The Nikon Z8 is the Japanese camera maker’s latest and possibly most exciting mirrorless camera to look out for if you’re a Nikon DSLR user who’ve been holding out for a replacement.
To be sure, it is not the first mirrorless effort by Nikon. The Z7, while capable in its own right, still needed to improve in certain areas.
When the new sports and action-focused camera, the Z9, was introduced in December 2021, there was a certain expectation that a smaller version would be coming.
That, for many Nikon fans, would be the Nikon Z8. In many ways, it meets and even exceeds expectations.
For starters, the new mirrrorless camera has the same beefy grip and body as the much-loved D850 DSLR camera, which enhances the camera’s ergonomics.
The Z8’s size also helps to keep things in balance when you mount bigger and longer lenses on it for your shoots.
During my tests, I have paired the Z8 with my old Sigma 150-500mm f5-6.3 lens to capture this year’s Singapore National Day flypast. The camera system feels comfortable in my hands, allowing me to follow and focus the planes zooming fast at high speed.
Buttons all around the body make it easier for users to manipulate settings. There are also customisable buttons for users to use for specific camera settings to react to different shooting conditions without diving into the menu.
Nikon has also followed Fujifilm in using a sophisticated rear-screen mechanism that can be twisted into position for different scenarios.
It is especially handy when shooting over people’s heads in a crowd or when you’re close to the floor, aiming for that reflection shot.
My only gripe is the screen’s inability to swing out towards the front for those doing vlogging. For that, you have to use an external screen.
Another plus is the Z8’s autofocusing, which is very good. It can pick out a subject’s face and quickly identify where the eyes are, and follow it religiously. The only thing to do is find the right time to squeeze the shutter button.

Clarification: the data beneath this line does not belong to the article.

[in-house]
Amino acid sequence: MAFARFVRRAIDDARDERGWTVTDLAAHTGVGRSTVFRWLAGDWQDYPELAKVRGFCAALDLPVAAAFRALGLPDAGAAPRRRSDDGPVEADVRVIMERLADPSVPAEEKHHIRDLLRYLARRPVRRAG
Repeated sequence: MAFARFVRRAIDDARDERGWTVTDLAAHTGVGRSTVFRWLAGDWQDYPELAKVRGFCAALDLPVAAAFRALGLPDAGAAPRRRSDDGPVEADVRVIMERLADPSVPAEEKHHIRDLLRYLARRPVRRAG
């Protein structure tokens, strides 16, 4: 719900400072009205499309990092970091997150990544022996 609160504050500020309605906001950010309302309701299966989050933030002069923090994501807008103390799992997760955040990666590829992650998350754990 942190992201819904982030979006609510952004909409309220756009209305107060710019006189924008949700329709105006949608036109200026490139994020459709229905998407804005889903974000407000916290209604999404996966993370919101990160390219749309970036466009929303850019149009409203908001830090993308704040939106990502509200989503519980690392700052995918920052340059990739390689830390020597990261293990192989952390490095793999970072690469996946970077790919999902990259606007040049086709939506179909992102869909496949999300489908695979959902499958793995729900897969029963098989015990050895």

As it turns out, Nikon’s colour signature is also evident with the Z8’s 45.7-megapixel full-frame CMOS sensor. It’s slightly warmer than the competition, but the sharpness and clarity are obvious, when using Nikon’s own 24-120mm S f4 ‘kit’ lens and a 50mm f1.8S lens.
I also tried out the Z8 with my Venus Laowa 12mm f2.8 rectilinear ultrawide-angle lens using the FTZ adapter. Fireworks shots are excellent after I extract details from the Z8’s RAW files using Lightroom.
If you are into videography, the Z8 uses the newer, more efficient H.265 movie codec for video files.
It can record from HD to 8K resolution in various frame rates. You get up to 120fps in FHD and 4K resolution but only 60fps with 8K.
Also note that the only resolution the new camera can record in the older H.264 codec is Full HD. The Z8 is designed to be future-proof, so focusing on the H.265 codec is one compromise.
The camera supports two card slots for CFexpress (Type B) or XQD and SDXC (UHS-II) cards for faster photo and video file transfer. The two card slots also allow file duplication, should any of the memory card fail during a shoot.
The one area Nikon has not compromised on is the number of ports available. On the Z8, you get ports for microphone, earphone, HDMI and USB Type-C (two ports), and that’s not counting one for power delivery.
The 10-pin terminal in front can be used with legacy Nikon accessories such as studio lights and a wired shutter release, which is more reliable than wireless controllers.
The Z8 is first a professional-level still camera rather than a full-fledged video camera. The Sony Alpha 7c, Sony Alpha 7s III, and the Lumix S5 II are better options for videography if you are still using H.264 codecs primarily for your video workflow.
One curious omission on the Nikon Z8 is the shutter. It only uses an electronic shutter and emits a shutter sound that reminds me of a leaf shutter rather than a chunkier thud sound of a Nikon DSLR. The good news is that it does not hinder the shooting performance.
My main bugbear with the Nikon Z8 is not the camera itself but with the company’s SnapBridge Android app, which is hard to get set up.
I tried using different smartphones to test but while they all established Bluetooth links with the camera, they are still denied a connection over Wi-Fi, for some reason.
Nikon should improve on the accompanying app’s performance, which detracts from an otherwise excellent experience with the Z8.
Even with that blip, the camera itself is easy to recommend if you are a seasoned Nikon DSLR user. To me, it is the true successor to the hugely popular Nikon D850.
The Nikon Z8 will immediately feel familiar, even though there is still a bit of a learning curve for the auto-focusing and menu systems.
While S$5,999 is a considerable financial outlay, this is a camera that will no doubt last more than a few years and provide excellent images throughout your photography journey.